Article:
This is an indispensable tool for those who want to follow, in English, what really goes on in the world of Spanish and Portuguese wines – lively, informative and, most important, first-hand, on-the-scene knowledge!
Victor de la Serna http://elmundovino.elmundo.es

Valencia Land of Wine – Free Chapter: Casa del Pinar (DO Utiel-Requena)

valencia_land_of_wineEditor’s Note: This is the 2nd chapter we are publishing of  Valencia Land of Wine (see 1st, 2nd, 3rd, 4th or 5th chapter). Articles are written by Joan C. Martin, and translated by John Maher. Each story is straight from the pages of El Pais’s Valencian edition that highlights an aspect of Valencian wine history through the story of one wine. If you are enjoying the stories, you might consider buying a copy with this link:Valencia Land of Wine.

Sanfir: Lady Syrah, England Made Me
Casa del Pinar, Los Cojos (DO Utiel-Requena)

English weather has not made historically for good wine – Tacitus wrote of the inclement autumns, “The sky is overcast with continual rain and cloud, but the cold is not severe.”1 As a consequence, the British made a virtue of necessity and became the most discerning wine consumers and connoisseurs (the list of wine-tasting sages is extraordinary: Jancis Robinson, Michael Broadbent, Oz Clarke, Jan Read, and many more). They also emerged as creators and shapers of great wine styles, such as Bordeaux, Port, Sherry and Champagne. Without British involvement these wines would lack their distinctiveness and their quality. Britons were also involved in the planting of Syrah grapes, originally from Syria and Lebanon, on the banks of the Rhone where they produce extraordinary wines. My own initiation into the mysteries of Syrah came when I was having dinner with the cigar king, Zino Davidoff, at the Lion d’Or restaurant overlooking Lake Geneva. My host recommended a Lebanese wine – Château Kefraya – the purest essence of Syrah from the motherlode, the Bekaa valley. Few wines have made such an impression on me. I was seduced by the elegant yet potent blend of aromas and a wild, mature, sweet spiciness. I thought of Davidoff when I first came to taste the Sanfir crianza from Casa del Pinar. This is a small “château” which also incorporates some charming casas rurales. It is owned by Philip Diment and Ana Castillo, an Englishman and his Spanish wife, who moved to the Mediterranean having owned some of London’s first and finest tapas restaurants.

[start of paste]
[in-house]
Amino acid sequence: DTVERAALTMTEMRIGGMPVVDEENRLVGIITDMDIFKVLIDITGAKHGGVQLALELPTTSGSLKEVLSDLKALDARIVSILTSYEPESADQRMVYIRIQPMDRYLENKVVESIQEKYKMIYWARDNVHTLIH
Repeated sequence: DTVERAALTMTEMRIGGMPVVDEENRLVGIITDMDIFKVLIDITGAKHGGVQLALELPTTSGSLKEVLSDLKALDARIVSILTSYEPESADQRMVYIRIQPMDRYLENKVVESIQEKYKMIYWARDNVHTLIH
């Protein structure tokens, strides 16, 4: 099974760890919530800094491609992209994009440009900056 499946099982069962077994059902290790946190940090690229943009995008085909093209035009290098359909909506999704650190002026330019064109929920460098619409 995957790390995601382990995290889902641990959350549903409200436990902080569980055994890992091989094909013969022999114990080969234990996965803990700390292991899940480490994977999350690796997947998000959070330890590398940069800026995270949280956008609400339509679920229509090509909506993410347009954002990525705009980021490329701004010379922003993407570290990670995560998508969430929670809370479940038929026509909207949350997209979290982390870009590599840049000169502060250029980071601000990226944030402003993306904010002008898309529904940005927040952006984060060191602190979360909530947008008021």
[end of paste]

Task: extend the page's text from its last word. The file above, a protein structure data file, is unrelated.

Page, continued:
Production is low, 25,000 bottles of their crianza and reserva all told. The aroma is dense and combines the scent of raspberries, blackberries and blackcurrants. There are added notes of vanilla and cinnamon alongside the exquisite sweetness of mature tannins achieved by constant stirring of the lees. Maceration, in new 300- and 400-litre oak barrels, follows the best contemporary practice as carried out in the Napa Valley, Priorat and Hawkes Bay. All this brings us a red wine of rare elegance, maturity, suppleness and vigour. This is a wine which is capable of holding its own against wines of its type from anywhere in the world, as is indicated by the fact that to date all the Casa del Pinar wines that have been entered in competition have garnered awards, including bronze and silver medals in the International Wine Challenge in London.

Website: www.casadelpinar.com
Label: Sanfir 2001
Type: crianza
ABV: 14%
Grapes: Syrah, Tempranillo, Merlot, Cabernet Sauvignon, Bobal
Approx. price: €10–12
Bodega: Casa del Pinar
Address: Carretera Los Isidros-Caudete Km 7, Los Cojos, 46354 Valencia
Tel: 962139121
Fax: 962139120
Email: [email protected]

NOTES

1 Publius Cornelius Tacitus (55–117) was one of the most important ancient Roman historians. This observation is from The Life and Death of Julius Agricola, a biography of his father-in-law Agricola, Roman general and governor of the province of Britannia from 78–84 ad.

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